Henning third graders partner with Extension office for new egg class

Contributed photos
Students in Kala Mills’ third grade class at Henning School had a special egg and chick lesson over the course of the past month. As part of the lesson they were able to candle eggs.

By Chad Koenen


Egg-celent, egg-citing and egg-tastic. No matter the eggy saying, Henning School third graders had a chirping good time as they received a visit from nearly two dozen feathery guests on Monday morning.

As part of a new partnership between the East Otter Tail Extension office and the Henning School, students have spent the past month waiting patiently for 30 eggs to hatch in the back of Kala Mills’ third grade classroom. Their hard work paid off, as approximately two dozen eggs hatched from March 27-28.

“After exactly 20 days of being in the incubator, the eggs began to hatch on a Sunday night,” said Mills. “When I arrived in the morning on Monday, the sounds of chirping could be heard throughout the classroom.”

As part of the lesson they were able to walk on eggs in the room.

Since not all of the eggs hatched at the same time, students were able to see first-hand how baby chicks can peck through their shell. 

“Often throughout the day, you would hear a student shout ‘I can see one pecked a hole,’” said Mills. “It geared us up to be on the lookout for when it was ready to hatch.”

Once all of the eggs hatched the students were able to hold the chicks as they transferred them from the incubator to the brooder. They were also able to see them eat and hold them for the first time. 

“On Tuesday morning, the most exciting day yet, was when students were each able to hold a chick, dip its beak into the water bowl, and place it into the brooder. The joy on students’ faces to see them hold a baby chick was a memorable moment for me. Some were hesitant,  and some jumped right at the opportunity,” said Mills.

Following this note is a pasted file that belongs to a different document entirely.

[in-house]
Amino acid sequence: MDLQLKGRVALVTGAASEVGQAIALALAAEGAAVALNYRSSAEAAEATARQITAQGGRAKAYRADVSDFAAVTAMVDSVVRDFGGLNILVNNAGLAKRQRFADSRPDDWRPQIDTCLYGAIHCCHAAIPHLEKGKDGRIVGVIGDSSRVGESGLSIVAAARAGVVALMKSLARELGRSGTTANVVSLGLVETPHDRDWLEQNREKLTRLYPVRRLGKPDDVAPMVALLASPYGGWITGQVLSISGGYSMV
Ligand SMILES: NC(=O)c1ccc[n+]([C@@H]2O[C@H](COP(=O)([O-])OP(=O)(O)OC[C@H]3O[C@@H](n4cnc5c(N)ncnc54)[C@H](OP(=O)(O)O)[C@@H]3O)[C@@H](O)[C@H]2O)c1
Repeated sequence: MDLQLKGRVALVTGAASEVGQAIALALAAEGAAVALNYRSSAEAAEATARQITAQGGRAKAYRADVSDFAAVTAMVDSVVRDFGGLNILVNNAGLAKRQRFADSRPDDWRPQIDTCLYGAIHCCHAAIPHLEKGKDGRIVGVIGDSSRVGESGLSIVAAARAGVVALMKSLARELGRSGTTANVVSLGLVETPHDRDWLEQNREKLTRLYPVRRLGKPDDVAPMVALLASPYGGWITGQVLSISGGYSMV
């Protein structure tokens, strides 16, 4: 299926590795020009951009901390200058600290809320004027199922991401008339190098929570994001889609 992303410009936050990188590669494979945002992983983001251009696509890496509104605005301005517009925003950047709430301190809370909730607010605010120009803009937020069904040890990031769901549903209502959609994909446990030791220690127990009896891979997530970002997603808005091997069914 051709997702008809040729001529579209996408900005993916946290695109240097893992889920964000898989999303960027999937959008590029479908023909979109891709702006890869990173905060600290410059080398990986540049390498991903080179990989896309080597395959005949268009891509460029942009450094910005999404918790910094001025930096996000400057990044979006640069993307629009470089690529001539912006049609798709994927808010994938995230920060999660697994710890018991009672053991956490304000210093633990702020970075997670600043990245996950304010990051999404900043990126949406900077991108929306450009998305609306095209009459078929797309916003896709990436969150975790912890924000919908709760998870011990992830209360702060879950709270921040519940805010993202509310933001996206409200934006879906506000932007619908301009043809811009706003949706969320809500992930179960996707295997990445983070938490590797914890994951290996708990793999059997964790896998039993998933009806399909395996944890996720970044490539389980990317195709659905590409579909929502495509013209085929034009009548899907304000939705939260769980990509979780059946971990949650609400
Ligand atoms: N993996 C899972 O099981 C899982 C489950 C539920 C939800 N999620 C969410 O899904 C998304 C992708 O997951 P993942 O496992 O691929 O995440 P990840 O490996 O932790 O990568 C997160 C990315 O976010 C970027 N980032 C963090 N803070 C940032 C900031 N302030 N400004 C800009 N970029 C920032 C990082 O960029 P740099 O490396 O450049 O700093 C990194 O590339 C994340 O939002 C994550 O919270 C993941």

Students in Kala Mills’ third grade class participated in a unique egg and chick lesson over the past month at Henning School. The students cared for eggs until they hatched just over a week ago. Some of the students were even able to take home some of the baby chicks.

This is the first year that third grade students at Henning School participated in the chick hatching program. At the beginning of the school year, Mills received an email from the East Otter Tail 4-H Extension office. The group asked if she would be interested in bringing their embryology class into the classroom for students after the class was piloted in a few nearby schools over the years.

Though she was excited about the opportunity to bring the embryology class to her students, Mills said she was nervous for the opportunity as she was inexperienced in caring for eggs and chicks. 

However, she said the entire program could not have went any better as Janet Malone, of the Extension office, came into the classroom each Monday to teach the students about eggs. She also provided all of the necessary tools like an incubator, brooder and food to make the project a success. Along the way she taught the students about how to care for the eggs and chicks. 

“Each week we had a new lesson about eggs, embryos, breeds, and how to properly care for our chicks. Each lesson followed with an engaging science experiment.”

Kala Mills, third grade teacher at Henning School
Students in Kala Mills’ third grade class participated in a unique egg and chick lesson over the past month at Henning School. The students learned about eggs through a variety of games.

The students shared some of the favorite moments of the lesson, which included putting the egg in corn syrup, being surprised the eggs hatched, how fluffy the chicks were when they hatched and how quickly the baby chicks learned to eat and drink.

The chicks didn’t stay in the classroom for long. Last week families who volunteered to care for some of the chicks took anywhere from 4-5 of them from the classroom to their home.

“We have some pretty excited families that will be taking the chicks to their home. A permission form was given to all students, and those who can properly care for the chicks with all the right tools will take some chicks home,” said Mills.